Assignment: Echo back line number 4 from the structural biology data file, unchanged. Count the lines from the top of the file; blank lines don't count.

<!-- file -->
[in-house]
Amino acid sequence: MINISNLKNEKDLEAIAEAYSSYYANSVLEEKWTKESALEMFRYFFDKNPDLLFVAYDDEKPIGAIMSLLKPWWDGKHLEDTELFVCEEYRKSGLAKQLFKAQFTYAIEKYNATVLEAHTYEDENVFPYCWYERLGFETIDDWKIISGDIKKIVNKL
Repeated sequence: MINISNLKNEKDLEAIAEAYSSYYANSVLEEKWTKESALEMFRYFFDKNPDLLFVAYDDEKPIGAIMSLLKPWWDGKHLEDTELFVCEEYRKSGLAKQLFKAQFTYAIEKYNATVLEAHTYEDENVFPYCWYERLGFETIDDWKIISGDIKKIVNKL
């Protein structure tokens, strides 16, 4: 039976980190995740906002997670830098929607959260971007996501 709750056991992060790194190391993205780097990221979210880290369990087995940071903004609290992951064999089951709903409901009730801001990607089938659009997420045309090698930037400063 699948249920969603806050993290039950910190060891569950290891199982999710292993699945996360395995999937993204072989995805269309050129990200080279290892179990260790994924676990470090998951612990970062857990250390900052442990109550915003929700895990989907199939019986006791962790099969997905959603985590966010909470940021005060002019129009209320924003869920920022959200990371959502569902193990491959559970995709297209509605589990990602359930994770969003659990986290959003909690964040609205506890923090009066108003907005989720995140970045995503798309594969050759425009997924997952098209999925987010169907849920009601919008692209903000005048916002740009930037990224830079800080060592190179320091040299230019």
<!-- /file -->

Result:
């Protein structure tokens, strides 16, 4: 039976980190995740906002997670830098929607959260971007996501 709750056991992060790194190391993205780097990221979210880290369990087995940071903004609290992951064999089951709903409901009730801001990607089938659009997420045309090698930037400063 699948249920969603806050993290039950910190060891569950290891199982999710292993699945996360395995999937993204072989995805269309050129990200080279290892179990260790994924676990470090998951612990970062857990250390900052442990109550915003929700895990989907199939019986006791962790099969997905959603985590966010909470940021005060002019129009209320924003869920920022959200990371959502569902193990491959559970995709297209509605589990990602359930994770969003659990986290959003909690964040609205506890923090009066108003907005989720995140970045995503798309594969050759425009997924997952098209999925987010169907849920009601919008692209903000005048916002740009930037990224830079800080060592190179320091040299230019």